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Trash goes, problem properties persist

A month after Mayor Thomas Menino stood in the backyard of Kevin Watters’ Allston home and decried it a “pig sty,” the piles of trash are gone, the walls are freshly painted and there are no more water stains in the bathroom.

A month after Mayor Thomas Menino stood in the backyard of Kevin Watters’ Allston home and decried it a “pig sty,” the piles of trash are gone, the walls are freshly painted and there are no more water stains in the bathroom.

The hard feelings, however, seem to have lingered. “Generally, I think the efforts were misplaced and misdirected,” said Watters, who owns and lives in the building that was cited by city inspectors during their annual Move-In Day problem campaign. “If they really wanted to be doing a good job, they should be doing this throughout the year.”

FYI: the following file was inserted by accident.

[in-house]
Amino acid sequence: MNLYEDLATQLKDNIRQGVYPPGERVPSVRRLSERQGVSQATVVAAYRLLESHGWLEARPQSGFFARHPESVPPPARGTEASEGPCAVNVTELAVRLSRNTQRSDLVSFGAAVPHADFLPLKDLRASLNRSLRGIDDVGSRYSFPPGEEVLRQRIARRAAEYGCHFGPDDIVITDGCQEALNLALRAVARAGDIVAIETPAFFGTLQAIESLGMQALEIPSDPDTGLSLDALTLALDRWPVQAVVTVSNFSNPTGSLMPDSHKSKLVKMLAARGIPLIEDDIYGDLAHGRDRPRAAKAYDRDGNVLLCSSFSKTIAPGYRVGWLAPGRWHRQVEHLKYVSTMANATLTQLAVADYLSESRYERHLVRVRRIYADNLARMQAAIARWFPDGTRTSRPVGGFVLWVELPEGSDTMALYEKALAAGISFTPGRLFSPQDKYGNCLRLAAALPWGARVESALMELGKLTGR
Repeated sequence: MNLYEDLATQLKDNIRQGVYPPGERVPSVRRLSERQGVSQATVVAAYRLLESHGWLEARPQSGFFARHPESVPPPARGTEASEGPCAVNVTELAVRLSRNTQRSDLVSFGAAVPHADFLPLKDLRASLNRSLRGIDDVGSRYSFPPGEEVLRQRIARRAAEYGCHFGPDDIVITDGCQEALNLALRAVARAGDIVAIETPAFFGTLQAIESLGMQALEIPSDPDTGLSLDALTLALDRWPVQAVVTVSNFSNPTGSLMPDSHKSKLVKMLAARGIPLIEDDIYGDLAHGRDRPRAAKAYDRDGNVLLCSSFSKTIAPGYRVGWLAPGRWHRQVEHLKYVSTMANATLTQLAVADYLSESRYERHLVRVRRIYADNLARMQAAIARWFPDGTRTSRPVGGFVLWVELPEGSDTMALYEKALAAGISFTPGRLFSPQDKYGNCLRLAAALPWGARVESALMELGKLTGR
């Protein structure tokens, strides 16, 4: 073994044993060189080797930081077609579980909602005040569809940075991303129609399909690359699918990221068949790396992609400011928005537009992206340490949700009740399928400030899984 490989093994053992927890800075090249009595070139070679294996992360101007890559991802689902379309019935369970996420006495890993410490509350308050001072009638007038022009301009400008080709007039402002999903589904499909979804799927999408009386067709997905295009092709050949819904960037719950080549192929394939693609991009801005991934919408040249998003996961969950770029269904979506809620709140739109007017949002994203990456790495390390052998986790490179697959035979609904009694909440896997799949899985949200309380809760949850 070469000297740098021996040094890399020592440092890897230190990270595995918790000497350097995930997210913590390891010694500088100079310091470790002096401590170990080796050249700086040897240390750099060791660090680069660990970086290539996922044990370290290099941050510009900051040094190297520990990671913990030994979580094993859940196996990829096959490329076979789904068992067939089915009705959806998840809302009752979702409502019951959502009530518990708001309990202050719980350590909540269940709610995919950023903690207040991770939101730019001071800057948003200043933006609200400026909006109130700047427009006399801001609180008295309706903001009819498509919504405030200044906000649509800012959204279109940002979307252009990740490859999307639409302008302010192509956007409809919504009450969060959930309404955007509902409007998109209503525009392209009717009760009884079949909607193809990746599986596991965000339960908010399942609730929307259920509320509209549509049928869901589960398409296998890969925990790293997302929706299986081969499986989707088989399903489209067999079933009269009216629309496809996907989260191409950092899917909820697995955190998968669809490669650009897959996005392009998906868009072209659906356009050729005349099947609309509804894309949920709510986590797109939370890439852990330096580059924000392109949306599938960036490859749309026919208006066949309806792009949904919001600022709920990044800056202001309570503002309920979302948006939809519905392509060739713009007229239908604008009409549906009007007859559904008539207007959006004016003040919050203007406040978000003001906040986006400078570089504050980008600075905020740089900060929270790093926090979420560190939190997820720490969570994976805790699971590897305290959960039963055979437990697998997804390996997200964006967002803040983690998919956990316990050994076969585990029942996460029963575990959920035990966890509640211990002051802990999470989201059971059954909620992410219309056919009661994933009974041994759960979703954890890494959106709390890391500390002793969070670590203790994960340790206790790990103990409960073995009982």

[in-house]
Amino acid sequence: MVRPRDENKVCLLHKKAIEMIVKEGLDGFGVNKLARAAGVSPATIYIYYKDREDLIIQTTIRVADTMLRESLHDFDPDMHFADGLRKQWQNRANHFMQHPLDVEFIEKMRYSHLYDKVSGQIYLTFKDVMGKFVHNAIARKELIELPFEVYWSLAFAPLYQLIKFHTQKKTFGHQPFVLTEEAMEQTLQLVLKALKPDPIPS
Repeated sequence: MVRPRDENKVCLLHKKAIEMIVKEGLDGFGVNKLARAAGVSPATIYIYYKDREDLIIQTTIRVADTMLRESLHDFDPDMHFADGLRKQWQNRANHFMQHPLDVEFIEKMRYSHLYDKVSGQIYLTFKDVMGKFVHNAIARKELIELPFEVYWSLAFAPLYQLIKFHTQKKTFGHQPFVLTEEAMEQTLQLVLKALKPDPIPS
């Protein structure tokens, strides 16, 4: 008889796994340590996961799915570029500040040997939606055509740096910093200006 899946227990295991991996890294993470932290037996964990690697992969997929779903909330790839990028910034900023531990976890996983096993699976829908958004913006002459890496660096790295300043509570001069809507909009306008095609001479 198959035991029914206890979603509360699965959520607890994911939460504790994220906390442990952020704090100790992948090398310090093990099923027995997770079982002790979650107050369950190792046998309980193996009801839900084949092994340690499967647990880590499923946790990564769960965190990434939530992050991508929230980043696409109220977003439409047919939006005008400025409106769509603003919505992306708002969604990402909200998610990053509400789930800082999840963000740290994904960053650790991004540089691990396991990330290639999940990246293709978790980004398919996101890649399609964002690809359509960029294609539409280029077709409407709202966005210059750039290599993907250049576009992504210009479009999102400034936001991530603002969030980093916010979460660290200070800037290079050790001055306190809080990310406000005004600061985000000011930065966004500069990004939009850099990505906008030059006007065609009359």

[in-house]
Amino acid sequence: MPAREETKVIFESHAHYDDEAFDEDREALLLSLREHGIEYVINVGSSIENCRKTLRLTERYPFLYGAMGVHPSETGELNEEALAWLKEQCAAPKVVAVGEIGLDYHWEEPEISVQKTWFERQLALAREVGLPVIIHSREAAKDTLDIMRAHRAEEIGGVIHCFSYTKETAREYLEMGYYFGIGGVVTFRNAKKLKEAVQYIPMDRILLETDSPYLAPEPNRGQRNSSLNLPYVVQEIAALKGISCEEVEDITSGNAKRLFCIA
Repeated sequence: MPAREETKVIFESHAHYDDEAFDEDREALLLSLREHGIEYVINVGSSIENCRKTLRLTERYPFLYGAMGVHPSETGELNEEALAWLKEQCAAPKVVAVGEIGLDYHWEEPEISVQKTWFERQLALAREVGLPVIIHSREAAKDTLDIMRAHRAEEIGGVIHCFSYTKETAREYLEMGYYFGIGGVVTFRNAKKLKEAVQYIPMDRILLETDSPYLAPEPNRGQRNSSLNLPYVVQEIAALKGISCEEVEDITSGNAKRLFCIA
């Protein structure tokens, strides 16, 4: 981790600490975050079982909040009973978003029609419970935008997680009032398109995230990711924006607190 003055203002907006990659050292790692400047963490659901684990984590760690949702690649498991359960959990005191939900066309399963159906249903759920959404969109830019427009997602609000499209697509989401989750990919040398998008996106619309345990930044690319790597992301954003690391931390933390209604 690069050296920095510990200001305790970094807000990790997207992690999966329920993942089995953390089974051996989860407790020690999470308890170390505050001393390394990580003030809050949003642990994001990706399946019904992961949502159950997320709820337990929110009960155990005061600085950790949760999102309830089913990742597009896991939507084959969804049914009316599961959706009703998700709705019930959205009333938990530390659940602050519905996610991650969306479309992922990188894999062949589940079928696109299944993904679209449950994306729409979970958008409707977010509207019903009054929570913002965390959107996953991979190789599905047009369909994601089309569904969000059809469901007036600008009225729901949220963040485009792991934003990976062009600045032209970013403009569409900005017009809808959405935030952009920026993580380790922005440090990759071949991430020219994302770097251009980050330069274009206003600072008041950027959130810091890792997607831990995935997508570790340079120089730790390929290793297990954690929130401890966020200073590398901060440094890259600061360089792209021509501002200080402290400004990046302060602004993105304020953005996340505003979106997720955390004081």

The citations meant the tenants could not move in and Watters had to terminate the lease and refund money. He said it’s been difficult losing rent money each month as he deals with the repairs and paperwork to get his property ready for occupation.

Shane Martz is working to repair the home.

“I would have really liked to see other places with the same problems get cited … to really fix up some of these other places in Allston and make it a better neighborhood,” he said.

An unfair example

Watters said the people that have responded to his calls to the mayor’s office and city have been helpful, but he still feels like his Pratt Street home and apartments were made an example of on Sept. 1 when city inspectors, the mayor and the media swarmed his property.

“It seemed strange they would come out on one day in September and find somebody to pick on and not have done anything about that for the past 13 years,” Watters said.

 
 
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